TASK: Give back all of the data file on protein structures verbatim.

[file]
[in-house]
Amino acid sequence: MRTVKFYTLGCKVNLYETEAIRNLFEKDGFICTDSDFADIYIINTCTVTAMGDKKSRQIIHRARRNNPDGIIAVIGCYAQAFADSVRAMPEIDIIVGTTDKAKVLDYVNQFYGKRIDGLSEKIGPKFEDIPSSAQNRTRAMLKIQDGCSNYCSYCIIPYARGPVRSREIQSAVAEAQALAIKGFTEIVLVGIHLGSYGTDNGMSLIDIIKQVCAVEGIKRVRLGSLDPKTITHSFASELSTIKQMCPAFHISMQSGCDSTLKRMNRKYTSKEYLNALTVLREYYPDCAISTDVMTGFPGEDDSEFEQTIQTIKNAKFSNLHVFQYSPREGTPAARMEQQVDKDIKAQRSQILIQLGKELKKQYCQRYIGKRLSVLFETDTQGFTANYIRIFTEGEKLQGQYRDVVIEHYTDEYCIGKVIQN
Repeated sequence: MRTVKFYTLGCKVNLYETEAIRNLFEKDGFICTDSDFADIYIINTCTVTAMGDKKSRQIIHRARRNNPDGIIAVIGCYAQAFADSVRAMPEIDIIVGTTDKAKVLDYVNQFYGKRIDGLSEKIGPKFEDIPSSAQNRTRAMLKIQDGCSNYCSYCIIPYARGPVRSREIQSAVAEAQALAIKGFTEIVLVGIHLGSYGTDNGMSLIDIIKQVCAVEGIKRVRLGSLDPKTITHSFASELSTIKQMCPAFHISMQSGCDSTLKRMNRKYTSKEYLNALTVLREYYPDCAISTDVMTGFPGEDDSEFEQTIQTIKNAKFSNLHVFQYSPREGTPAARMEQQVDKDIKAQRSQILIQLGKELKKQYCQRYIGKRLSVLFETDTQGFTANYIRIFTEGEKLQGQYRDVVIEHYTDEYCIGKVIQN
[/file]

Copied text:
[in-house]
Amino acid sequence: MRTVKFYTLGCKVNLYETEAIRNLFEKDGFICTDSDFADIYIINTCTVTAMGDKKSRQIIHRARRNNPDGIIAVIGCYAQAFADSVRAMPEIDIIVGTTDKAKVLDYVNQFYGKRIDGLSEKIGPKFEDIPSSAQNRTRAMLKIQDGCSNYCSYCIIPYARGPVRSREIQSAVAEAQALAIKGFTEIVLVGIHLGSYGTDNGMSLIDIIKQVCAVEGIKRVRLGSLDPKTITHSFASELSTIKQMCPAFHISMQSGCDSTLKRMNRKYTSKEYLNALTVLREYYPDCAISTDVMTGFPGEDDSEFEQTIQTIKNAKFSNLHVFQYSPREGTPAARMEQQVDKDIKAQRSQILIQLGKELKKQYCQRYIGKRLSVLFETDTQGFTANYIRIFTEGEKLQGQYRDVVIEHYTDEYCIGKVIQN
Repeated sequence: MRTVKFYTLGCKVNLYETEAIRNLFEKDGFICTDSDFADIYIINTCTVTAMGDKKSRQIIHRARRNNPDGIIAVIGCYAQAFADSVRAMPEIDIIVGTTDKAKVLDYVNQFYGKRIDGLSEKIGPKFEDIPSSAQNRTRAMLKIQDGCSNYCSYCIIPYARGPVRSREIQSAVAEAQALAIKGFTEIVLVGIHLGSYGTDNGMSLIDIIKQVCAVEGIKRVRLGSLDPKTITHSFASELSTIKQMCPAFHISMQSGCDSTLKRMNRKYTSKEYLNALTVLREYYPDCAISTDVMTGFPGEDDSEFEQTIQTIKNAKFSNLHVFQYSPREGTPAARMEQQVDKDIKAQRSQILIQLGKELKKQYCQRYIGKRLSVLFETDTQGFTANYIRIFTEGEKLQGQYRDVVIEHYTDEYCIGKVIQN